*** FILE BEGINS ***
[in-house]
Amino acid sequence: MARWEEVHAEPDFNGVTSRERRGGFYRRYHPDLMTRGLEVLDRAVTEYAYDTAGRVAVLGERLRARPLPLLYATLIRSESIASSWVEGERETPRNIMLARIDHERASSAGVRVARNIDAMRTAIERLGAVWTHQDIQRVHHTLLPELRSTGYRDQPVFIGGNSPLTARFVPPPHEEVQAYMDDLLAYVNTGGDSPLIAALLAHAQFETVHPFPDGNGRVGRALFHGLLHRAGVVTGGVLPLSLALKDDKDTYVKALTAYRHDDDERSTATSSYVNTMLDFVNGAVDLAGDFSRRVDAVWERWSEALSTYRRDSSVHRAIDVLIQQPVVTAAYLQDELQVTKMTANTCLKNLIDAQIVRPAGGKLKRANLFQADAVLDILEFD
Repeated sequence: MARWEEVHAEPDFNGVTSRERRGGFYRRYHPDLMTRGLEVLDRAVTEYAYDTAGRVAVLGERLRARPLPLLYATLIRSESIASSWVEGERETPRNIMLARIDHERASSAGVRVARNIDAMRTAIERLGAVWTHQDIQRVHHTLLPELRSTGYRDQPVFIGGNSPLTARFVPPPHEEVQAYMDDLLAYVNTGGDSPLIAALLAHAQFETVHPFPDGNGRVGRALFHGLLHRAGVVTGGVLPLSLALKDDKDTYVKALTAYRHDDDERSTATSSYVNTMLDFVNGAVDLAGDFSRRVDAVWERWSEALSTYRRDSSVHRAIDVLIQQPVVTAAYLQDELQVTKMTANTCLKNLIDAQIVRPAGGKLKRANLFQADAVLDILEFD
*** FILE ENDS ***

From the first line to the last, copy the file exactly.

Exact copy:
[in-house]
Amino acid sequence: MARWEEVHAEPDFNGVTSRERRGGFYRRYHPDLMTRGLEVLDRAVTEYAYDTAGRVAVLGERLRARPLPLLYATLIRSESIASSWVEGERETPRNIMLARIDHERASSAGVRVARNIDAMRTAIERLGAVWTHQDIQRVHHTLLPELRSTGYRDQPVFIGGNSPLTARFVPPPHEEVQAYMDDLLAYVNTGGDSPLIAALLAHAQFETVHPFPDGNGRVGRALFHGLLHRAGVVTGGVLPLSLALKDDKDTYVKALTAYRHDDDERSTATSSYVNTMLDFVNGAVDLAGDFSRRVDAVWERWSEALSTYRRDSSVHRAIDVLIQQPVVTAAYLQDELQVTKMTANTCLKNLIDAQIVRPAGGKLKRANLFQADAVLDILEFD
Repeated sequence: MARWEEVHAEPDFNGVTSRERRGGFYRRYHPDLMTRGLEVLDRAVTEYAYDTAGRVAVLGERLRARPLPLLYATLIRSESIASSWVEGERETPRNIMLARIDHERASSAGVRVARNIDAMRTAIERLGAVWTHQDIQRVHHTLLPELRSTGYRDQPVFIGGNSPLTARFVPPPHEEVQAYMDDLLAYVNTGGDSPLIAALLAHAQFETVHPFPDGNGRVGRALFHGLLHRAGVVTGGVLPLSLALKDDKDTYVKALTAYRHDDDERSTATSSYVNTMLDFVNGAVDLAGDFSRRVDAVWERWSEALSTYRRDSSVHRAIDVLIQQPVVTAAYLQDELQVTKMTANTCLKNLIDAQIVRPAGGKLKRANLFQADAVLDILEFD